Keith Gorman, associate professor and assistant dean for special collections and university archives, and Kathelene Smith, assistant professor and instruction and outreach archivist, presented their recent findings on the shift in women’s roles during World War I and after its conclusion, at a two-day symposium at Lander University in Greenwood, South Carolina. The event brought together accomplished scholars, historians, curators and archivists, as well as citizens and students, to explore the impact of World War I on the South. Topics from panelists included the effects of the war on the South’s culture, economy and politics.
The origin of the symposium is the result of a recent book, The American South and the Great War, 1914-1924, which investigates how American participation in World War I further strained the region’s relationship with the federal government, how wartime hardships altered the South’s traditional social structure and how the war effort stressed and reshaped the southern economy. Moreover, participation in World War I contributed greatly to the modernization of the South, initiating changes ultimately realized during World War II and the postwar era.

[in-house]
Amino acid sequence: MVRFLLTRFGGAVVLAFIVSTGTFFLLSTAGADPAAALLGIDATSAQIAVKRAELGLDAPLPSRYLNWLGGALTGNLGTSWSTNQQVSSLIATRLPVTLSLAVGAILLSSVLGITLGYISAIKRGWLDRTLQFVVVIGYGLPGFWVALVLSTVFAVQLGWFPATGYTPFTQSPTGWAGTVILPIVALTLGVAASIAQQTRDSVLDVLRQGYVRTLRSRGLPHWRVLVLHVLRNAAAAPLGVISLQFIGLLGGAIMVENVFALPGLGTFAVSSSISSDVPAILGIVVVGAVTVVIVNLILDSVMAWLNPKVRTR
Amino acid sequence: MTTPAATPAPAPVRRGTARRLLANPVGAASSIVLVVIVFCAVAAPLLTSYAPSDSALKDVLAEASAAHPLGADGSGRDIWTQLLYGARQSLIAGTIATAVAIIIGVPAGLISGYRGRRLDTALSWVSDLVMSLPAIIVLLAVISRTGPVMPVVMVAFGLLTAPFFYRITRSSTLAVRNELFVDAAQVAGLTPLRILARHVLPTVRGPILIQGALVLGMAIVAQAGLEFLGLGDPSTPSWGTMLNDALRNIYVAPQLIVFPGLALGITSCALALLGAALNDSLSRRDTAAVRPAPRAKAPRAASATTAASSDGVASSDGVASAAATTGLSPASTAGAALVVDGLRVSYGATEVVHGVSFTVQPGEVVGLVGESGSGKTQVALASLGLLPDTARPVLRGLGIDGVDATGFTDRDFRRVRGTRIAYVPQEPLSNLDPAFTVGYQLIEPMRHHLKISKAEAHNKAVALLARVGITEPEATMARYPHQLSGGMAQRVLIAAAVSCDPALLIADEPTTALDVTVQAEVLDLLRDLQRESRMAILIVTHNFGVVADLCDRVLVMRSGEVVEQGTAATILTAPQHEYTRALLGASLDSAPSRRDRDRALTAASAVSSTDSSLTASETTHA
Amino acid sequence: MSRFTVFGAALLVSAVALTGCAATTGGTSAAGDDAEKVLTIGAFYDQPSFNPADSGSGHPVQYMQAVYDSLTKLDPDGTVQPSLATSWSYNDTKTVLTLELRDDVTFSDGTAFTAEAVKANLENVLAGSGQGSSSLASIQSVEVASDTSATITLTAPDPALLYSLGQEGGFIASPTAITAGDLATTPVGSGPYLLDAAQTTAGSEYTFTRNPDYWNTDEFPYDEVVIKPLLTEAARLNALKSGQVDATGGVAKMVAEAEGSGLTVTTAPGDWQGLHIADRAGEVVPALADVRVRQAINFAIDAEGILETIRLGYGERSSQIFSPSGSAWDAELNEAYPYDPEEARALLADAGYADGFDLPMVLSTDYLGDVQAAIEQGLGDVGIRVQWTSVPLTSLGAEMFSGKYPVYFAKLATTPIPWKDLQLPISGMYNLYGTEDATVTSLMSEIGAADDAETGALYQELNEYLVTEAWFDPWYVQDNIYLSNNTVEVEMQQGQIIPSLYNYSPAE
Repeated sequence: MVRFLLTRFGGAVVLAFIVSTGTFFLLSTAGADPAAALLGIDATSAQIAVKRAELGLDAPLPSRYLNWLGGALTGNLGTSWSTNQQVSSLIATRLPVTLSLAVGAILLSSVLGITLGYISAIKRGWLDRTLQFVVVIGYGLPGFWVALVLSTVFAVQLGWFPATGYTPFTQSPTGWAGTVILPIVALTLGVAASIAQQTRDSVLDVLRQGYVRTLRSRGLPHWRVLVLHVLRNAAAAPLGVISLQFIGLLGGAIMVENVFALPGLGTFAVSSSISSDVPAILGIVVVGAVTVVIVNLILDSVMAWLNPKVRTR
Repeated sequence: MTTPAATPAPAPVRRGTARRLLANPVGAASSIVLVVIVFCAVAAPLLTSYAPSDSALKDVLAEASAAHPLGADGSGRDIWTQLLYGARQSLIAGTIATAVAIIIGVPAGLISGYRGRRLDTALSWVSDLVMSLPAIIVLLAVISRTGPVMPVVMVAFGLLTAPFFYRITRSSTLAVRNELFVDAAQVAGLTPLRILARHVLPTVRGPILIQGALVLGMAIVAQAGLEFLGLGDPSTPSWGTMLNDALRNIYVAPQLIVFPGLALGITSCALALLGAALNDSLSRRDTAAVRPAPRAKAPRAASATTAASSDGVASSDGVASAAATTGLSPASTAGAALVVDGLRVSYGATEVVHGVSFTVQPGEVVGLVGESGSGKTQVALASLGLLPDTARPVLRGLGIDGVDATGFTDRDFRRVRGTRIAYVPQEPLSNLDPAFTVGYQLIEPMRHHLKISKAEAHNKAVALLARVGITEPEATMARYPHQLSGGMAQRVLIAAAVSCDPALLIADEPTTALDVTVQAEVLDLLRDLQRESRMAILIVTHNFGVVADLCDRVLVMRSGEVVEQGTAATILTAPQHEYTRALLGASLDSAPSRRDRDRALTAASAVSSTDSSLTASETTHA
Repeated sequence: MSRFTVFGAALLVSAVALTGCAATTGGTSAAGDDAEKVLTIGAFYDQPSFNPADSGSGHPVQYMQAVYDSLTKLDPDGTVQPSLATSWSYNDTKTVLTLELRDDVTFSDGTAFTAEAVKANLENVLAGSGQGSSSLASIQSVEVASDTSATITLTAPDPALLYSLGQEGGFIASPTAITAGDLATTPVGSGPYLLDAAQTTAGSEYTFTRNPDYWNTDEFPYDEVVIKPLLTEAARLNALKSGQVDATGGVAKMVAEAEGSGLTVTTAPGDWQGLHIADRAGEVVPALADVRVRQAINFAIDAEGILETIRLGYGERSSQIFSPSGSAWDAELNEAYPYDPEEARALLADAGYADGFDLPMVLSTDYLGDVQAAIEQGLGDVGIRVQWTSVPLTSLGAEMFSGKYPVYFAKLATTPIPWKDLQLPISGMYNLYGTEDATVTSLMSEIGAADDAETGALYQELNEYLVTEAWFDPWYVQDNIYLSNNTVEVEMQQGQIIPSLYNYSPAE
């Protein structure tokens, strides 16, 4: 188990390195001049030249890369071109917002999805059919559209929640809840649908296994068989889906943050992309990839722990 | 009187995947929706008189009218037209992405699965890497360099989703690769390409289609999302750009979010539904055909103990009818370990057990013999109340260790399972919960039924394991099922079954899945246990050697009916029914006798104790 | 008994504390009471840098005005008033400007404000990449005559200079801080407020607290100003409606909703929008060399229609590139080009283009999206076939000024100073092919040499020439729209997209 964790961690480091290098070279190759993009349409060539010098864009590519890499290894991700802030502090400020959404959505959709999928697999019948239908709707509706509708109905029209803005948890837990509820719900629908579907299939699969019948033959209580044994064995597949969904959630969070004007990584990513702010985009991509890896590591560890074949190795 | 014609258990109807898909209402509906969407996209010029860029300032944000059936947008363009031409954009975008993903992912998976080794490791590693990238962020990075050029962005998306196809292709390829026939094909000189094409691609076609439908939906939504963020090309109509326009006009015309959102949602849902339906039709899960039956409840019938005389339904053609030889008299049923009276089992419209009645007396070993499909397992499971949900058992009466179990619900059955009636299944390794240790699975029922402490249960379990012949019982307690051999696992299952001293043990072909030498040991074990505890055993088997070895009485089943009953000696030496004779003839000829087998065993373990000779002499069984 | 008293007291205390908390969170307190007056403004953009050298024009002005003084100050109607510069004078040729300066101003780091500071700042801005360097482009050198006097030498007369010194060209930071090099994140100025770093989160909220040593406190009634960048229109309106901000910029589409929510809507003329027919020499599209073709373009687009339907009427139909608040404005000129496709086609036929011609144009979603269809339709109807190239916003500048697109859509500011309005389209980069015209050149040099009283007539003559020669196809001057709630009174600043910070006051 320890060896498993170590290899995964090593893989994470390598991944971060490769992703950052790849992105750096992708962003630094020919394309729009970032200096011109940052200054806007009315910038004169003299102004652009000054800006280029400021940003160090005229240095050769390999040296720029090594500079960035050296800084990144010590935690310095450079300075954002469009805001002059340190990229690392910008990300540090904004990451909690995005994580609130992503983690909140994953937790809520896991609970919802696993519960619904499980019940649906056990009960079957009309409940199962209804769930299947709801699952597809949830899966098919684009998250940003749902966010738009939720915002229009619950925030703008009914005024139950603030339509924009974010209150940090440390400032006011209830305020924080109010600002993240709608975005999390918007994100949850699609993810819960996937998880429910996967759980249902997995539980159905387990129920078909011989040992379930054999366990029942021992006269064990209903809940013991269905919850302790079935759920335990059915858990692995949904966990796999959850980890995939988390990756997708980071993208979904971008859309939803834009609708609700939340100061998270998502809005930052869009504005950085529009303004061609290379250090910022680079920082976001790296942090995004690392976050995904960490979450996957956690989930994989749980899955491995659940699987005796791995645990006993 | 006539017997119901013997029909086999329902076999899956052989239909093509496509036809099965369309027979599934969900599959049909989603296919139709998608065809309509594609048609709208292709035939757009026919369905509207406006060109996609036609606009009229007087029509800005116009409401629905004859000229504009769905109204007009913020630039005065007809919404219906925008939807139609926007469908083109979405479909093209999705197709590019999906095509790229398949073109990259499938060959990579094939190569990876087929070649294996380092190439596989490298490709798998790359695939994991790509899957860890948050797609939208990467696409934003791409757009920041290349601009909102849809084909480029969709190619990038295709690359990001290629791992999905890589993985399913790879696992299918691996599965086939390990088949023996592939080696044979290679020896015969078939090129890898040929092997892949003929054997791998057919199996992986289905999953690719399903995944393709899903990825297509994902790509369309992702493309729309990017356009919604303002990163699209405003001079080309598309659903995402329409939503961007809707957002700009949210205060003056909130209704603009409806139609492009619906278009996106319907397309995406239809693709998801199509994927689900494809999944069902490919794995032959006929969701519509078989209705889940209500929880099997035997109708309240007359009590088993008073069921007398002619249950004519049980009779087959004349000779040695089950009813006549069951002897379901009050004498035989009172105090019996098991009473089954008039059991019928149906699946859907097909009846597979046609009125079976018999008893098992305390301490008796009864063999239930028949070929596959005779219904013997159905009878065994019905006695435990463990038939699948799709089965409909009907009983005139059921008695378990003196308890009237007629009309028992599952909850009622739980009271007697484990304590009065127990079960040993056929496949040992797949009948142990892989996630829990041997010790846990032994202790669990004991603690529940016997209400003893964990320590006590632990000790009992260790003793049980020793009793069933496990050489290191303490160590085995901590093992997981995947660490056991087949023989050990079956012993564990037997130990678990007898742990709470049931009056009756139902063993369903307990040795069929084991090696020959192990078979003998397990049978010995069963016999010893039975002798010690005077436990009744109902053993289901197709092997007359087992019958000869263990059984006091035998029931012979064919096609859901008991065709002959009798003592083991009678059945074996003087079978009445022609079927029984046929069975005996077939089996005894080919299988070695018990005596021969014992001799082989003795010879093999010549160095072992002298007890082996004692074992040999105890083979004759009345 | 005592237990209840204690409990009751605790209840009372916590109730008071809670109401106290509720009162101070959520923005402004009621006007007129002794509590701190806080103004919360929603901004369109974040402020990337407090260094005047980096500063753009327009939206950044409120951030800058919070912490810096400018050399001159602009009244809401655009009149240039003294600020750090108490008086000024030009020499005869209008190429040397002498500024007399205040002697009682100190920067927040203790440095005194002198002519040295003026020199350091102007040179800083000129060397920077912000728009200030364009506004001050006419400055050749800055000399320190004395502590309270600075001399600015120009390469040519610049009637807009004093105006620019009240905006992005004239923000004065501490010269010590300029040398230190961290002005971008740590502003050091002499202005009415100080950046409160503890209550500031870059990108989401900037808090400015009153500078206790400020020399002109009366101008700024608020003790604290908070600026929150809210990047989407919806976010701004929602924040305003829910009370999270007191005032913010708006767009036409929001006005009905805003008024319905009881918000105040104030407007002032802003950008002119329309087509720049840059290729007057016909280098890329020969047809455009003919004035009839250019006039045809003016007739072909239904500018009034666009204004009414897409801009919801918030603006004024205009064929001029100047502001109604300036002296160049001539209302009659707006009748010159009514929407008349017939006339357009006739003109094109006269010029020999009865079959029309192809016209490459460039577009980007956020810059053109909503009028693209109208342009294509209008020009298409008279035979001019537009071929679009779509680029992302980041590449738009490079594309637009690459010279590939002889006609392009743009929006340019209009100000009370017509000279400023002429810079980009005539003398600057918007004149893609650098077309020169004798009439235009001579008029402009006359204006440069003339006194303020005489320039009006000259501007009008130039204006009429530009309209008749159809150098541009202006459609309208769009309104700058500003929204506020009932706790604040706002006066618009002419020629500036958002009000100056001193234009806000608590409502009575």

Although the war had a tremendous impact on the region, few scholars have analyzed the topic in a comprehensive fashion, making this collection a much-needed addition to the study of American and southern history. This book chapter discusses patriotism, service, and North Carolina women’s colleges during the Great War. Gorman and Smith argue that women joined in the war effort “as an opportunity to encourage positive change in the lives of women,” (p.116), while college administrators, faculty and students at North Carolina’s women’s colleges used the war as an opportunity for women to challenge the typical stereotypes of women during the 20th century.